This was the start of our adventure into the Land of Noah considered one of the last 6 ancient surviving countries along with Iran, China, Greece, Egypt and Japan.

Our first stop was the Geghard monastery, east of Yerevan named after the holy spear that pierced Jesus’ side while nailed on the cross. It took us more than an hour with our driver expertly puffing cigarettes like an old mafia in a black and white silent movie. It was an old monastery with parts carved out from the cliffs. The elaborate structures and architectural complex with defensive hard-to-scale walls were common with Georgian countryside monasteries but uniquely impressive on its rock-cut cave-like construction.

We decided to move on to our next at 11 am. Garni temple was the only site I wanted to visit in Armenia along with Mt Ararat. I was fascinated with this Greek-like pagan temple for the sun god towering over a cliff amidst a landscape of great natural beauty. It was our first time to see other Filipino travellers making their way into the iconic Greco-Roman structure with unique carved rocks and flowery trees lining the entrance.

After Garni, we asked our driver to take us somewhere to eat but it was a disaster. He was not familiar with the area so he tried going around. We were hungry and he offered us his packed fresh fruits. We decided to just finish our tour to Khor Virap monastery.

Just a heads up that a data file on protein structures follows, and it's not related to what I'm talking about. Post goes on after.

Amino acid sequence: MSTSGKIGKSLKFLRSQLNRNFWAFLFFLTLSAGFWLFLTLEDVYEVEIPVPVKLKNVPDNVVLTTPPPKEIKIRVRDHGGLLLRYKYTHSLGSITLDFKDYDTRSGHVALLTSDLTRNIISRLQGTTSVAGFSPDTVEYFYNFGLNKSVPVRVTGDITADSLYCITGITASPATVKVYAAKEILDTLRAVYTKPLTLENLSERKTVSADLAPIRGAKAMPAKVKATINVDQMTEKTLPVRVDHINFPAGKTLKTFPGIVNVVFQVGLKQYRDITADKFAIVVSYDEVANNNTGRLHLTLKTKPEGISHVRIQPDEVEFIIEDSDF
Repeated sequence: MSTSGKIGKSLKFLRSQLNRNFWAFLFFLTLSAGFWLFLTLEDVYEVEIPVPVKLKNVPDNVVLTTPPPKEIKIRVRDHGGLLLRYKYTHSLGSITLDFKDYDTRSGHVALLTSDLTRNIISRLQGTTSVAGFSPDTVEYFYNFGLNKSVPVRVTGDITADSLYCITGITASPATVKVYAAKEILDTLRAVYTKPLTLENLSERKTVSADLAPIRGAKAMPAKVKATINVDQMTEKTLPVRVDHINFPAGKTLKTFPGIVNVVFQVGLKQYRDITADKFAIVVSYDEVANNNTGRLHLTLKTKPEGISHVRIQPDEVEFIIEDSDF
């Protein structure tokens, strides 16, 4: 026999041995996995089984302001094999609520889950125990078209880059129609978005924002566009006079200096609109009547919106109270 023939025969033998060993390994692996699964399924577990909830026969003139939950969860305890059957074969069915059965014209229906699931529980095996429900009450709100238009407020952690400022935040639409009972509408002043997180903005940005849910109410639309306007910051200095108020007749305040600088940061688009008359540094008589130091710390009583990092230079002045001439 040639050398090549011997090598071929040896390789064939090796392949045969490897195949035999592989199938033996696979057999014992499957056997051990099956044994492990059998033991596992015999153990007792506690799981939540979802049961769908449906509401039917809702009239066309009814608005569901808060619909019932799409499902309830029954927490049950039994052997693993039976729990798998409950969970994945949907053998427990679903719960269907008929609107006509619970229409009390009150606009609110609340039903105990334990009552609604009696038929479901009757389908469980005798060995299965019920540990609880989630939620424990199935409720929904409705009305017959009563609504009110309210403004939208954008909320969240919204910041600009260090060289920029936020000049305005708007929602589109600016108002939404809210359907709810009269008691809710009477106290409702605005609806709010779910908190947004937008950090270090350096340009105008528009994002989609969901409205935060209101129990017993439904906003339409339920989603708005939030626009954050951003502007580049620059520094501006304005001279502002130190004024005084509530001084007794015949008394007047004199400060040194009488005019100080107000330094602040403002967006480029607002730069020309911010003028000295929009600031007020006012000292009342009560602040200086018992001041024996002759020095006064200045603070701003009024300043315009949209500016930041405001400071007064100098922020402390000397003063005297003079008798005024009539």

We got lost somewhere from Garni to Khor Virap. My friends were starting to be irritated but I was unfazed. Maybe because I wasn’t in a hurry to go back to the City or I was enjoying looking through the dry, vast lands of Armenia lost in thoughts on why Georgia has more abundant grasslands than this deserted country. Did you know that more Armenians are living abroad because they are considered one of the most persecuted groups, forced out from their own homeland? Moreover, the rolling mountains with the impressive floating Mount Ararat gave me beautiful snaps both on my camera and phone.

Mount Ararat is a mountain of mysticism at the border of 3 great nations Turkey, Iran and Armenia where Noah’s ark landed after the great flood. It is always covered in ice and snow majestically floating over the high lands of Armenian plateaus. After 3 hours of going in and out the countryside, we finally made it to Khor Virap at the foot of Mount Ararat.

Khor Virap monastery is the sacred home and prison site of St Grigor. We tried going down through old wooden ladders into one of the narrow and dark secret holes inside one of the temples; prayed inside the main church with our guide telling us to light a candle (but refused to do so as our hearts and stomachs were not in perfect synchrony) and climbed for few minutes to the stone cross on top of the hill.